Research is progressing on the way in which interstellar and circumstellar molecules form and interact, e.g. by including non-trivial quantum mechanical phenomena for synthesis pathways on interstellar particles. [25] This research could have a profound impact on our understanding of the suite of molecules that were present in the molecular cloud when our solar system formed, which contributed to the rich carbon chemistry of comets and asteroids and hence the meteorites and interstellar dust particles which fall to the Earth by the ton every day.

The sparseness of interstellar and interplanetary space results in some unusual chemistry, since symmetry-forbidden reactions cannot occur except on the longest of timescales. For this reason, molecules and molecular ions which are unstable on Earth can be highly abundant in space, for example the H3+ ion.

Astrochemistry overlaps with astrophysics and nuclear physics in characterizing the nuclear reactions which occur in stars, as well as the structure of stellar interiors. If a star develops a largely convective envelope, dredge-up events can occur, bringing the products of nuclear burning to the surface. If the star is experiencing significant mass loss, the expelled material may contain molecules whose rotational and vibrational spectral transitions can be observed with radio and infrared telescopes. An interesting example of this is the set of carbon stars with silicate and water-ice outer envelopes. Molecular spectroscopy allows us to see these stars transitioning from an original composition in which oxygen was more abundant than carbon, to a carbon star phase where the carbon produced by helium burning is brought to the surface by deep convection, and dramatically changes the molecular content of the stellar wind. [26] [27]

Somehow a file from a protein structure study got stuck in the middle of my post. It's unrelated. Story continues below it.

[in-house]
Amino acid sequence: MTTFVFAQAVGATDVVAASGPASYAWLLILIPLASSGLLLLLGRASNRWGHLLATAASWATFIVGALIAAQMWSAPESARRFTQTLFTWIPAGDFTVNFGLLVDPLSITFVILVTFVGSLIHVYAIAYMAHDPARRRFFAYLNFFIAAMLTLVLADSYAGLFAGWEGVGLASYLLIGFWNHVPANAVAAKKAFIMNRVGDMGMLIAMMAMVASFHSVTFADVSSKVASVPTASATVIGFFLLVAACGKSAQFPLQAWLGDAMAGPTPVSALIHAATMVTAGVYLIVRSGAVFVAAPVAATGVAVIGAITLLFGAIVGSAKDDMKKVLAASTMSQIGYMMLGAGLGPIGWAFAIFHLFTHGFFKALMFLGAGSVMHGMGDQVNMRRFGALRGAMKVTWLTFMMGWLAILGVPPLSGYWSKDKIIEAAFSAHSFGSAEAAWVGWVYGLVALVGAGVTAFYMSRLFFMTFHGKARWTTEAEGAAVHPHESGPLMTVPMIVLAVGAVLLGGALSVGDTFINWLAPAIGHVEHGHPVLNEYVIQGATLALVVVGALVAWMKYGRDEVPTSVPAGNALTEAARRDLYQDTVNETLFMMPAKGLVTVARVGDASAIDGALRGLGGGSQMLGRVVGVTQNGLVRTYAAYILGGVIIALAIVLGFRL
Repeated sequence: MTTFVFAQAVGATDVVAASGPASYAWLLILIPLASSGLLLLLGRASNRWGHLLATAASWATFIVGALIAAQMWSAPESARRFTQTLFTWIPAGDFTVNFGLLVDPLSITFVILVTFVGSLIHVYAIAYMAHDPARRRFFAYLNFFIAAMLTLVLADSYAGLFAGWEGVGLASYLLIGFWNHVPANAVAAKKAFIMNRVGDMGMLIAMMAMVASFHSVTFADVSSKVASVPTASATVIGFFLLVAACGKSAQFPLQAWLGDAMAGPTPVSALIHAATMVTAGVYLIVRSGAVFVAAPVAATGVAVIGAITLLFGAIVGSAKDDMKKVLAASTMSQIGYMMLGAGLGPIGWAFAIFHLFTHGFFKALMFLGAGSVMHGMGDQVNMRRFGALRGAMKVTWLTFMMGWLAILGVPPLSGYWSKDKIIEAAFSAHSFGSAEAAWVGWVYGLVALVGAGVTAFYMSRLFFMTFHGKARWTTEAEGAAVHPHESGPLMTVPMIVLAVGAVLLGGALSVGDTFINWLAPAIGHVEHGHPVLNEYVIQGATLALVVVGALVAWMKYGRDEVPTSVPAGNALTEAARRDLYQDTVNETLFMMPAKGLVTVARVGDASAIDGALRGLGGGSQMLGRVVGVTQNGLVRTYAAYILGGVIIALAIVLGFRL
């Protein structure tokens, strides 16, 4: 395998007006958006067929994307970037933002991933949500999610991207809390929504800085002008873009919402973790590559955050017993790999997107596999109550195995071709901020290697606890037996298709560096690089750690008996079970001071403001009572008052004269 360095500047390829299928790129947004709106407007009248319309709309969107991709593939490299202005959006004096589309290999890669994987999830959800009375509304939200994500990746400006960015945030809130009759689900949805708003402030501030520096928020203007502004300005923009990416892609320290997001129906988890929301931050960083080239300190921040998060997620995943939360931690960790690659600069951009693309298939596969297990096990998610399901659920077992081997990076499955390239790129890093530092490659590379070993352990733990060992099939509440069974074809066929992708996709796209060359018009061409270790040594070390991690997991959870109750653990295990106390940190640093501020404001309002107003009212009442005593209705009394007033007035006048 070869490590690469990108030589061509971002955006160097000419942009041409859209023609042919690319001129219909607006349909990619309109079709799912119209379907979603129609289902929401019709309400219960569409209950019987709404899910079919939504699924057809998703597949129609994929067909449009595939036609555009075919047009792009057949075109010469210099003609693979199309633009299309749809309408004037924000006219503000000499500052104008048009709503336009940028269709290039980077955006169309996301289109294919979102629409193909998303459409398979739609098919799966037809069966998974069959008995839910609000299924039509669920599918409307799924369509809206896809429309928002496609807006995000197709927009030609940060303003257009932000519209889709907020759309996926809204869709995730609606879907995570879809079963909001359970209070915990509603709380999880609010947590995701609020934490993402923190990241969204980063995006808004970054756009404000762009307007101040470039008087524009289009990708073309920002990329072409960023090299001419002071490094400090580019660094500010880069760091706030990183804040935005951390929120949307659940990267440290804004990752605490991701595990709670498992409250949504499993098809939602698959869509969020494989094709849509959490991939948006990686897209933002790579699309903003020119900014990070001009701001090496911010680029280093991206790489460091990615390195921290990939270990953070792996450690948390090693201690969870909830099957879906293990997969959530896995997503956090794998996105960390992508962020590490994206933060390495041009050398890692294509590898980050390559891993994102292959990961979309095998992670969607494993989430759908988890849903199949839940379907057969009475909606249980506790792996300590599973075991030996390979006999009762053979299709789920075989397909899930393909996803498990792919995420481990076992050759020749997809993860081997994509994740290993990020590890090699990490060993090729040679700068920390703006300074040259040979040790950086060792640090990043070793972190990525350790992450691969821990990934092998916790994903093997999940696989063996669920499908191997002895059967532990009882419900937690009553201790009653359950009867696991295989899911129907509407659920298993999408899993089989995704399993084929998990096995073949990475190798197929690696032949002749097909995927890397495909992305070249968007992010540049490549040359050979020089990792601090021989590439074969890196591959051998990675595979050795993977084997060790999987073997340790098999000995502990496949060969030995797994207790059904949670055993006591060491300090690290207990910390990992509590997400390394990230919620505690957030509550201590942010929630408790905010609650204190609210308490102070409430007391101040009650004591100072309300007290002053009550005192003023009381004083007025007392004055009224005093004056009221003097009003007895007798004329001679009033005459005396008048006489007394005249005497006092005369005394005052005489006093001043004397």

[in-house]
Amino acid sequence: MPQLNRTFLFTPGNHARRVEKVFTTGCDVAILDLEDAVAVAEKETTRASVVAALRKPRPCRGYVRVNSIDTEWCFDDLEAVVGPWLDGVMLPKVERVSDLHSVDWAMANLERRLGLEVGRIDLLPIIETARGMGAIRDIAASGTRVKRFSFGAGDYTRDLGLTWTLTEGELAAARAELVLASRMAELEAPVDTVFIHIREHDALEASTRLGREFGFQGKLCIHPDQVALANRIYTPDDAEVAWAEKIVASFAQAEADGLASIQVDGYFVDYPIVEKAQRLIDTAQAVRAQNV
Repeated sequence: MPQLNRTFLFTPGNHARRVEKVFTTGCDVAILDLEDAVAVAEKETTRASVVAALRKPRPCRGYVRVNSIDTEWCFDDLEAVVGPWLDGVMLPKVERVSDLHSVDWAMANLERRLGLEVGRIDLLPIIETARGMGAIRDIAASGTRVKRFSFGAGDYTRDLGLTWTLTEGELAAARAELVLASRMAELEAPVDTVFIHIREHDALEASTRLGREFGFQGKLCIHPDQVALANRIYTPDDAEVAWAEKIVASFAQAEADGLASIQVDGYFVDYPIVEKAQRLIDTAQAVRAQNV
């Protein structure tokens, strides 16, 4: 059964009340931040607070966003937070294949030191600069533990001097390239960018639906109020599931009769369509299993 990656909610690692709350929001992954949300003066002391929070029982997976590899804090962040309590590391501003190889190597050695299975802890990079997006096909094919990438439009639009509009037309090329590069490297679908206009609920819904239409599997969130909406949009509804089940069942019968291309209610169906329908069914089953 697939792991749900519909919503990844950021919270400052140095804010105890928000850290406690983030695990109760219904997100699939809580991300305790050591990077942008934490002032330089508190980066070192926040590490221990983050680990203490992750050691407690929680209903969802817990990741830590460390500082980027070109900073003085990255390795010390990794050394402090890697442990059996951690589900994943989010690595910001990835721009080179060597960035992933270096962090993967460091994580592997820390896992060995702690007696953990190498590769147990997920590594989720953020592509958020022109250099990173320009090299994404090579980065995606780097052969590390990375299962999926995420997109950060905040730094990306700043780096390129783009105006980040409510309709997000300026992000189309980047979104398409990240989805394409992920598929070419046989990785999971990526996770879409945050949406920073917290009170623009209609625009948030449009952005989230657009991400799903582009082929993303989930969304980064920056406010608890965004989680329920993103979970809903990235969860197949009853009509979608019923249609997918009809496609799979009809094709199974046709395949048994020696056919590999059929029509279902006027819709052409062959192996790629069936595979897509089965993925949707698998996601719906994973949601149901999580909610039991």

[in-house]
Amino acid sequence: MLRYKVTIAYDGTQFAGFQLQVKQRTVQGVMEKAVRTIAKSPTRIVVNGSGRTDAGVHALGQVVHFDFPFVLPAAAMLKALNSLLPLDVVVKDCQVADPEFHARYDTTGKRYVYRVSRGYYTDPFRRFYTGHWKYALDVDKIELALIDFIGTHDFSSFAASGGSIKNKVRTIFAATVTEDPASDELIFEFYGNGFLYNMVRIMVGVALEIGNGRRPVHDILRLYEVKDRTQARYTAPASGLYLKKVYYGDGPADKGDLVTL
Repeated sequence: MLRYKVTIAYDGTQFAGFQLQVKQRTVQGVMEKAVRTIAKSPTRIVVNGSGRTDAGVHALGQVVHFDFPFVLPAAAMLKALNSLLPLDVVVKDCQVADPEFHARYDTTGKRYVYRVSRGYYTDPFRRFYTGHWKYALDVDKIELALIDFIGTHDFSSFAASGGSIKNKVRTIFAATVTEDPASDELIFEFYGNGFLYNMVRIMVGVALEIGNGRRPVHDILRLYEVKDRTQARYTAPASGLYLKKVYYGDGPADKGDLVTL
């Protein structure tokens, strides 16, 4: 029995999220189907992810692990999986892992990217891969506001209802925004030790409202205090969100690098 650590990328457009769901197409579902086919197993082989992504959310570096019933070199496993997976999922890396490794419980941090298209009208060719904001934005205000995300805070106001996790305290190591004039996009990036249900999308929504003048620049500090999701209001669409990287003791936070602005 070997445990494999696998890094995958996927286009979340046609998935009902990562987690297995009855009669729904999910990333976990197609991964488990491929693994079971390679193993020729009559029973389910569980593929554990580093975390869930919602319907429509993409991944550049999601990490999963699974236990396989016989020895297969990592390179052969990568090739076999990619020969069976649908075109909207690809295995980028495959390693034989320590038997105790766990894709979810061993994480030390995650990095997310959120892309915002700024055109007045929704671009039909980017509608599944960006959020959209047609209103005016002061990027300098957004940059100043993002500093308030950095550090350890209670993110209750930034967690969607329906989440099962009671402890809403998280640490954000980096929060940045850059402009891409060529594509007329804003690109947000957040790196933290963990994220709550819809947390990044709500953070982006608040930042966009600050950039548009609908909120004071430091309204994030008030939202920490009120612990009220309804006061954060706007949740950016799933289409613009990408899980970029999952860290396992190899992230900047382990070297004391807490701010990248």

In October 2011, scientists reported that cosmic dust contains organic matter ("amorphous organic solids with a mixed aromatic-aliphatic structure") that could be created naturally, and rapidly, by stars. [28] [29] [30]